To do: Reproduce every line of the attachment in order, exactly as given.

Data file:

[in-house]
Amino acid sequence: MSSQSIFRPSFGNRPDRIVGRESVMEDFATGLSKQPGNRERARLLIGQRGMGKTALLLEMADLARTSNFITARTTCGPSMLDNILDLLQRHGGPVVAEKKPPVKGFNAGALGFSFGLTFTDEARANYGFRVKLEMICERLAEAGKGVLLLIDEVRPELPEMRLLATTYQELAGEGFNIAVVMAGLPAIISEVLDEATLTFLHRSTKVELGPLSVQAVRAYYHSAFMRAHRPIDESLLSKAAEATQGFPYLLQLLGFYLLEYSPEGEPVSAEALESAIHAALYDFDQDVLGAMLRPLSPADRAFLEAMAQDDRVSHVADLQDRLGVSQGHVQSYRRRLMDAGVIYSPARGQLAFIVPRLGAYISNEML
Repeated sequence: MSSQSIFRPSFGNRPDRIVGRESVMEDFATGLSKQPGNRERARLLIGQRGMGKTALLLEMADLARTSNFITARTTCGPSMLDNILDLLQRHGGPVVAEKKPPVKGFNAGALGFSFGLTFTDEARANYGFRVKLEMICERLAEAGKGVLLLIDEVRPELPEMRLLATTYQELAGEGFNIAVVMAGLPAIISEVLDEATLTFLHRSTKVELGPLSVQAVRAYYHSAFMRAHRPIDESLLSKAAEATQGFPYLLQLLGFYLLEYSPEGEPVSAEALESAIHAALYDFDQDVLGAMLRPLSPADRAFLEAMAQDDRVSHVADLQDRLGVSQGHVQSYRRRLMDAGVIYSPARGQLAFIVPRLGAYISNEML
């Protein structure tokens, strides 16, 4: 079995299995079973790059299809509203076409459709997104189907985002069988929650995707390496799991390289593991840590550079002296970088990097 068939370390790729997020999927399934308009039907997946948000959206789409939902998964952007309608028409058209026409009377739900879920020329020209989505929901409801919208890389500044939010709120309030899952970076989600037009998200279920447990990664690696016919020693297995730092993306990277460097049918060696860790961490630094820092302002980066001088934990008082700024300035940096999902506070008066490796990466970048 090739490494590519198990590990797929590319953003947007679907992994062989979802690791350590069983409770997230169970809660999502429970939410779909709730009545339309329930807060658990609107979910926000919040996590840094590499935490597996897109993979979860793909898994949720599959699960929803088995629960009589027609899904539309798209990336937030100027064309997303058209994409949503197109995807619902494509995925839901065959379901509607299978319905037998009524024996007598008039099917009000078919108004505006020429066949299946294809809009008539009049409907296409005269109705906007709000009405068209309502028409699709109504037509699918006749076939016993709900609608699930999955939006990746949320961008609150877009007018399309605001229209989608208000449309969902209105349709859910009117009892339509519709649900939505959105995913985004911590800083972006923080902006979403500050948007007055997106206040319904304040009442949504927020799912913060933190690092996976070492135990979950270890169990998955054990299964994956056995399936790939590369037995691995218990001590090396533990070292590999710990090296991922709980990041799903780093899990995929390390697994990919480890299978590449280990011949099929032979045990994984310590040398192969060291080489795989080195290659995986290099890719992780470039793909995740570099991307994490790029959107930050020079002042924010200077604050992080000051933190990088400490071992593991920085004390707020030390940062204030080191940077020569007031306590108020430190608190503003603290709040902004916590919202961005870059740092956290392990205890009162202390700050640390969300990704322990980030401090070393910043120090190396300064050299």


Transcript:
[in-house]
Amino acid sequence: MSSQSIFRPSFGNRPDRIVGRESVMEDFATGLSKQPGNRERARLLIGQRGMGKTALLLEMADLARTSNFITARTTCGPSMLDNILDLLQRHGGPVVAEKKPPVKGFNAGALGFSFGLTFTDEARANYGFRVKLEMICERLAEAGKGVLLLIDEVRPELPEMRLLATTYQELAGEGFNIAVVMAGLPAIISEVLDEATLTFLHRSTKVELGPLSVQAVRAYYHSAFMRAHRPIDESLLSKAAEATQGFPYLLQLLGFYLLEYSPEGEPVSAEALESAIHAALYDFDQDVLGAMLRPLSPADRAFLEAMAQDDRVSHVADLQDRLGVSQGHVQSYRRRLMDAGVIYSPARGQLAFIVPRLGAYISNEML
Repeated sequence: MSSQSIFRPSFGNRPDRIVGRESVMEDFATGLSKQPGNRERARLLIGQRGMGKTALLLEMADLARTSNFITARTTCGPSMLDNILDLLQRHGGPVVAEKKPPVKGFNAGALGFSFGLTFTDEARANYGFRVKLEMICERLAEAGKGVLLLIDEVRPELPEMRLLATTYQELAGEGFNIAVVMAGLPAIISEVLDEATLTFLHRSTKVELGPLSVQAVRAYYHSAFMRAHRPIDESLLSKAAEATQGFPYLLQLLGFYLLEYSPEGEPVSAEALESAIHAALYDFDQDVLGAMLRPLSPADRAFLEAMAQDDRVSHVADLQDRLGVSQGHVQSYRRRLMDAGVIYSPARGQLAFIVPRLGAYISNEML
């Protein structure tokens, strides 16, 4: 079995299995079973790059299809509203076409459709997104189907985002069988929650995707390496799991390289593991840590550079002296970088990097 068939370390790729997020999927399934308009039907997946948000959206789409939902998964952007309608028409058209026409009377739900879920020329020209989505929901409801919208890389500044939010709120309030899952970076989600037009998200279920447990990664690696016919020693297995730092993306990277460097049918060696860790961490630094820092302002980066001088934990008082700024300035940096999902506070008066490796990466970048 090739490494590519198990590990797929590319953003947007679907992994062989979802690791350590069983409770997230169970809660999502429970939410779909709730009545339309329930807060658990609107979910926000919040996590840094590499935490597996897109993979979860793909898994949720599959699960929803088995629960009589027609899904539309798209990336937030100027064309997303058209994409949503197109995807619902494509995925839901065959379901509607299978319905037998009524024996007598008039099917009000078919108004505006020429066949299946294809809009008539009049409907296409005269109705906007709000009405068209309502028409699709109504037509699918006749076939016993709900609608699930999955939006990746949320961008609150877009007018399309605001229209989608208000449309969902209105349709859910009117009892339509519709649900939505959105995913985004911590800083972006923080902006979403500050948007007055997106206040319904304040009442949504927020799912913060933190690092996976070492135990979950270890169990998955054990299964994956056995399936790939590369037995691995218990001590090396533990070292590999710990090296991922709980990041799903780093899990995929390390697994990919480890299978590449280990011949099929032979045990994984310590040398192969060291080489795989080195290659995986290099890719992780470039793909995740570099991307994490790029959107930050020079002042924010200077604050992080000051933190990088400490071992593991920085004390707020030390940062204030080191940077020569007031306590108020430190608190503003603290709040902004916590919202961005870059740092956290392990205890009162202390700050640390969300990704322990980030401090070393910043120090190396300064050299």